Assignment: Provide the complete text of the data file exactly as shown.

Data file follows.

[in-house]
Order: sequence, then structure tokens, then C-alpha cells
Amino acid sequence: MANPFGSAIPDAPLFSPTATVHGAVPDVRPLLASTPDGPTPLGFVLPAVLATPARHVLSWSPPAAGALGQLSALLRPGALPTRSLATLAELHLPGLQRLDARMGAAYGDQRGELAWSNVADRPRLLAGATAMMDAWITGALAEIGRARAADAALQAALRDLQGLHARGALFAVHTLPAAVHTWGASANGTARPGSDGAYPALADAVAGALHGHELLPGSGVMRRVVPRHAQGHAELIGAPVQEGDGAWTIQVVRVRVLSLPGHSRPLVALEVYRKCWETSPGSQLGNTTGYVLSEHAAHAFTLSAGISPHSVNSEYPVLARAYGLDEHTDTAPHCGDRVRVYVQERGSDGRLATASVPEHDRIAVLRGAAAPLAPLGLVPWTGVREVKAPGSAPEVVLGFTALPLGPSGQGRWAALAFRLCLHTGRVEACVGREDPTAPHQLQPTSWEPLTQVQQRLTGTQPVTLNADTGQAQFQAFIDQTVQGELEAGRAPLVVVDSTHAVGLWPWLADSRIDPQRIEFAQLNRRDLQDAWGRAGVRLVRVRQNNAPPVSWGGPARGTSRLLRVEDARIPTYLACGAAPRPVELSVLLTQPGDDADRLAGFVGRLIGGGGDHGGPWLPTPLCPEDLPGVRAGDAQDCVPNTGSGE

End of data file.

[in-house]
Order: sequence, then structure tokens, then C-alpha cells
Amino acid sequence: MANPFGSAIPDAPLFSPTATVHGAVPDVRPLLASTPDGPTPLGFVLPAVLATPARHVLSWSPPAAGALGQLSALLRPGALPTRSLATLAELHLPGLQRLDARMGAAYGDQRGELAWSNVADRPRLLAGATAMMDAWITGALAEIGRARAADAALQAALRDLQGLHARGALFAVHTLPAAVHTWGASANGTARPGSDGAYPALADAVAGALHGHELLPGSGVMRRVVPRHAQGHAELIGAPVQEGDGAWTIQVVRVRVLSLPGHSRPLVALEVYRKCWETSPGSQLGNTTGYVLSEHAAHAFTLSAGISPHSVNSEYPVLARAYGLDEHTDTAPHCGDRVRVYVQERGSDGRLATASVPEHDRIAVLRGAAAPLAPLGLVPWTGVREVKAPGSAPEVVLGFTALPLGPSGQGRWAALAFRLCLHTGRVEACVGREDPTAPHQLQPTSWEPLTQVQQRLTGTQPVTLNADTGQAQFQAFIDQTVQGELEAGRAPLVVVDSTHAVGLWPWLADSRIDPQRIEFAQLNRRDLQDAWGRAGVRLVRVRQNNAPPVSWGGPARGTSRLLRVEDARIPTYLACGAAPRPVELSVLLTQPGDDADRLAGFVGRLIGGGGDHGGPWLPTPLCPEDLPGVRAGDAQDCVPNTGSGE